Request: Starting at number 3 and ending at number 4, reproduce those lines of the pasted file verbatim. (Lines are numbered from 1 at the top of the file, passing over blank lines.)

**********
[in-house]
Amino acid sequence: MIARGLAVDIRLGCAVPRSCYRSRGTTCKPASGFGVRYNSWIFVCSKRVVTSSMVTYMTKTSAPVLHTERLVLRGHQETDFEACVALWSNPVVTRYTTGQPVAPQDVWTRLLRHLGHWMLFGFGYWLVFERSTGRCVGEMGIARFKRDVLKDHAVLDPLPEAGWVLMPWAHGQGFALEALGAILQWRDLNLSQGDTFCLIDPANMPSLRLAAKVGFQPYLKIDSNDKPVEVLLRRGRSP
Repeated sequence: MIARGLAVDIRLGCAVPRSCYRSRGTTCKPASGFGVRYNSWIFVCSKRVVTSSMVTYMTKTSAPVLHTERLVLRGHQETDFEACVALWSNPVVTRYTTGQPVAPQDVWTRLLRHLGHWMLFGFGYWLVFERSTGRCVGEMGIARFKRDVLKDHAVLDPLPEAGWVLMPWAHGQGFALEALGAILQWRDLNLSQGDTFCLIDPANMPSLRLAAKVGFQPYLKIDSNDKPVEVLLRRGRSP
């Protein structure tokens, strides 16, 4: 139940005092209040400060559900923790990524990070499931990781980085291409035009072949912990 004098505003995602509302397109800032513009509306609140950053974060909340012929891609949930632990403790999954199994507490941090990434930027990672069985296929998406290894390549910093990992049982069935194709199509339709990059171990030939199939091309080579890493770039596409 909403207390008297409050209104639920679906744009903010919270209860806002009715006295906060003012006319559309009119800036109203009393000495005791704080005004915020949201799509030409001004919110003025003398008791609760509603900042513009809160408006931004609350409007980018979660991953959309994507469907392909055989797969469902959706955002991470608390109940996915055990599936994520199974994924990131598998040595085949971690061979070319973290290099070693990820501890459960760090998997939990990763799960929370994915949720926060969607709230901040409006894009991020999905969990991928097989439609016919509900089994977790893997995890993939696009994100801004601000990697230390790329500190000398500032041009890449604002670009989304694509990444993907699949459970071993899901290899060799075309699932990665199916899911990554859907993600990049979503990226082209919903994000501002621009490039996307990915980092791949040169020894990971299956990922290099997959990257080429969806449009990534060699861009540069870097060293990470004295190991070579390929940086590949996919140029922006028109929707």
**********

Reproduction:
Repeated sequence: MIARGLAVDIRLGCAVPRSCYRSRGTTCKPASGFGVRYNSWIFVCSKRVVTSSMVTYMTKTSAPVLHTERLVLRGHQETDFEACVALWSNPVVTRYTTGQPVAPQDVWTRLLRHLGHWMLFGFGYWLVFERSTGRCVGEMGIARFKRDVLKDHAVLDPLPEAGWVLMPWAHGQGFALEALGAILQWRDLNLSQGDTFCLIDPANMPSLRLAAKVGFQPYLKIDSNDKPVEVLLRRGRSP
């Protein structure tokens, strides 16, 4: 139940005092209040400060559900923790990524990070499931990781980085291409035009072949912990 004098505003995602509302397109800032513009509306609140950053974060909340012929891609949930632990403790999954199994507490941090990434930027990672069985296929998406290894390549910093990992049982069935194709199509339709990059171990030939199939091309080579890493770039596409 909403207390008297409050209104639920679906744009903010919270209860806002009715006295906060003012006319559309009119800036109203009393000495005791704080005004915020949201799509030409001004919110003025003398008791609760509603900042513009809160408006931004609350409007980018979660991953959309994507469907392909055989797969469902959706955002991470608390109940996915055990599936994520199974994924990131598998040595085949971690061979070319973290290099070693990820501890459960760090998997939990990763799960929370994915949720926060969607709230901040409006894009991020999905969990991928097989439609016919509900089994977790893997995890993939696009994100801004601000990697230390790329500190000398500032041009890449604002670009989304694509990444993907699949459970071993899901290899060799075309699932990665199916899911990554859907993600990049979503990226082209919903994000501002621009490039996307990915980092791949040169020894990971299956990922290099997959990257080429969806449009990534060699861009540069870097060293990470004295190991070579390929940086590949996919140029922006028109929707």